Original Published Date: 
Tuesday, December 14, 2021

Full article issued by Swinburne University.

ARC-supported Distinguished Professor Christopher Berndt from Swinburne University has been awarded the $50,000 2021 Victoria Prize for Science and Innovation in the Physical Sciences for his innovative work focused on advancing surface engineering. The award is supported by the Victorian Government and delivered in partnership with veski.

Distinguished Professor Berndt is a global leader in his field. He is the Director of the ARC Industrial Transformation Training Centre in Surface Engineering for Advanced Materials (SEAM) funded through the ARC's Industrial Transformation Research Program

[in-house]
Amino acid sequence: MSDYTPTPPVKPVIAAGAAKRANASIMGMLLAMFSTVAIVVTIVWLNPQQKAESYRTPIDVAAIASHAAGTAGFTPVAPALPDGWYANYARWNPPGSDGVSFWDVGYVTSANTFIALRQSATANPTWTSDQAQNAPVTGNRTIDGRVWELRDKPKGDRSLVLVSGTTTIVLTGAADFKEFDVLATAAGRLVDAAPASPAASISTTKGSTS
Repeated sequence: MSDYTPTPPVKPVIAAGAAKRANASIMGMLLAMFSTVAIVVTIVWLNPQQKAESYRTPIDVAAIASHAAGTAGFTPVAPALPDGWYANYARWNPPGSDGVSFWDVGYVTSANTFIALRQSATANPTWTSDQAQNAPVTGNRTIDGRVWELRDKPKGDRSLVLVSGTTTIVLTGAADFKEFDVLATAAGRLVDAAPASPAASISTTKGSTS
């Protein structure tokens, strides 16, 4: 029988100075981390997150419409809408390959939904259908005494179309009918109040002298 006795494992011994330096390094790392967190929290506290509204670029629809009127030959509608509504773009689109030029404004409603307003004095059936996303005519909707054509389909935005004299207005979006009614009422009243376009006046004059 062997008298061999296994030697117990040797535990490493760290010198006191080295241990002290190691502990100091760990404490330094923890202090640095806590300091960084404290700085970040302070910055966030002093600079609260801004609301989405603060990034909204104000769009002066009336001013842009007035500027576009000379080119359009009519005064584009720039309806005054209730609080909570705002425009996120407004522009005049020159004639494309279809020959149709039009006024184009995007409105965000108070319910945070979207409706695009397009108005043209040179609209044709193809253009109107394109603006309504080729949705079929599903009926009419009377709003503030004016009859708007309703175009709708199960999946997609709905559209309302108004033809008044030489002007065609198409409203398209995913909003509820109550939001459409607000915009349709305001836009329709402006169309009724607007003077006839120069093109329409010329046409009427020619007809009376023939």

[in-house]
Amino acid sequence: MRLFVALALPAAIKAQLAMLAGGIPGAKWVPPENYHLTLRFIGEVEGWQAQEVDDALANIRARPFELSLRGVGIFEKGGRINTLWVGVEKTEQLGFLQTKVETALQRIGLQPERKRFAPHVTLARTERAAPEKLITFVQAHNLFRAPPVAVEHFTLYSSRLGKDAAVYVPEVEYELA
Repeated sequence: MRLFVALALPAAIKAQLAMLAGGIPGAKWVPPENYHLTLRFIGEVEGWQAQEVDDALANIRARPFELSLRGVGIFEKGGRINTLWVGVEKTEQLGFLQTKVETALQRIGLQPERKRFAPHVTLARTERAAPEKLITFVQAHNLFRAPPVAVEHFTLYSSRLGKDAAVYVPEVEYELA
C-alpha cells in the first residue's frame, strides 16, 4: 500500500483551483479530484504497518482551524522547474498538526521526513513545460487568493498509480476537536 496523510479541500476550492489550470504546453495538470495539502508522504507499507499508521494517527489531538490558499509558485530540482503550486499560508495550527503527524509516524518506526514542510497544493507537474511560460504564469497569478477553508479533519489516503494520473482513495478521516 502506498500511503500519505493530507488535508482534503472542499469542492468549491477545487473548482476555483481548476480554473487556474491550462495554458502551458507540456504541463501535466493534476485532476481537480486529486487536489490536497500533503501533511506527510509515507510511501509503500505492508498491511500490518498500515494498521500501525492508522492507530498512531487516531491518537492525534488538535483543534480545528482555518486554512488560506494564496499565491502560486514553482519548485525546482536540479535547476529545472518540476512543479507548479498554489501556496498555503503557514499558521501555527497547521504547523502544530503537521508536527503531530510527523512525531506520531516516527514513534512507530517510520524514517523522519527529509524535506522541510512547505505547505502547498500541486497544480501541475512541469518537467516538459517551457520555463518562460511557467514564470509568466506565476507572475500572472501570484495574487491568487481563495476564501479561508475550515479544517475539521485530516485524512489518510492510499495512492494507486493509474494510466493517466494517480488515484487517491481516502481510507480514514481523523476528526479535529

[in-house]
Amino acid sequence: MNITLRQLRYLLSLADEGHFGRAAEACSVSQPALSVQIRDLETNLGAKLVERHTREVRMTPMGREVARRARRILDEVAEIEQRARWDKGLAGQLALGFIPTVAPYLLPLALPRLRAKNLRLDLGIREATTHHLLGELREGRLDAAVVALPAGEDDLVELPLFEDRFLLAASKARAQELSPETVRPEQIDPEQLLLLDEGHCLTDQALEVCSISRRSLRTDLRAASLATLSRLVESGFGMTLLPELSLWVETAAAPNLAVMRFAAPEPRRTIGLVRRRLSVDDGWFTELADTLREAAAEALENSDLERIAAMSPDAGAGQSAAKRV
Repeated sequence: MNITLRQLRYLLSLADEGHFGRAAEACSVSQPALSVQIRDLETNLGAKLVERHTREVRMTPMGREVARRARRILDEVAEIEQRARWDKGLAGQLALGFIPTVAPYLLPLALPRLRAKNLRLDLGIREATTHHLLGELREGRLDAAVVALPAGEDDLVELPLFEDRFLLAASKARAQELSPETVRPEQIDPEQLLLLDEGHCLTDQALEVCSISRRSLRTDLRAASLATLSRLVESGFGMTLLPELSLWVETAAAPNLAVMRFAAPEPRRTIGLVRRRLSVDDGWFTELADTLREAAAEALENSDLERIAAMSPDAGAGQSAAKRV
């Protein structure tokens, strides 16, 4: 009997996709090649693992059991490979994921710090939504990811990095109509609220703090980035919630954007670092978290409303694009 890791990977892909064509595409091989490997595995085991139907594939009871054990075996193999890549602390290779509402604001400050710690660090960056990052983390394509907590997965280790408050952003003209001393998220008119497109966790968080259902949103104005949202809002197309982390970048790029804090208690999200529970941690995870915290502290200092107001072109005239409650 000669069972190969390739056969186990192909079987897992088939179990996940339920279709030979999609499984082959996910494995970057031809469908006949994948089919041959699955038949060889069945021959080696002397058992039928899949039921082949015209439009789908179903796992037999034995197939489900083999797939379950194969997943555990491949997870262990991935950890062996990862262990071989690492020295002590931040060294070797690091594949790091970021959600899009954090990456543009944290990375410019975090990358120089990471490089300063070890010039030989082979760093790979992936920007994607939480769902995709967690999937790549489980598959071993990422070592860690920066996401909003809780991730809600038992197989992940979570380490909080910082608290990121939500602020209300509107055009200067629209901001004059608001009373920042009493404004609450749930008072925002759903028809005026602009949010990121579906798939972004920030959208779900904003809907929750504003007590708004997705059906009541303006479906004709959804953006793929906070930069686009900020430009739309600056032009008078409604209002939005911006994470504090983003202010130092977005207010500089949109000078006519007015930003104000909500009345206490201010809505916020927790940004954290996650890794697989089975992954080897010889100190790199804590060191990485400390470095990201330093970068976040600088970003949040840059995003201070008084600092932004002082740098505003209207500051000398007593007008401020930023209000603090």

Given the estimated cost of wear and corrosion is 4-5 per cent of gross domestic product in nations such as Australia, surface engineering produces important economic and environmental impacts. Coatings formed by a manufacturing process known as ‘thermal spray’ have industrial applications that experience demanding operating environments, for example in mining, power generating equipment, and heavy industry – the global thermal spray coating market exceeds US$10 billion.

‘Every artefact in the universe has a surface. If the properties of this surface can be designed and controlled, then society benefits. For example, a surface of an artificial hip or knee that integrates with tissue, a coating on a jet turbine that can better resist the high combustion temperatures, an engineered coating or surface modification on an industrial pipeline that resists corrosion: all examples where research is critical for an industrialised nation such as Australia,’ says Distinguished Professor Berndt.

Photo credit: 

Swinburne’s Distinguished Professor Christopher Berndt, who has been awarded the $50,000 2021 Victoria Prize for Science and Innovation in the Physical Sciences. Credit: Swinburne University.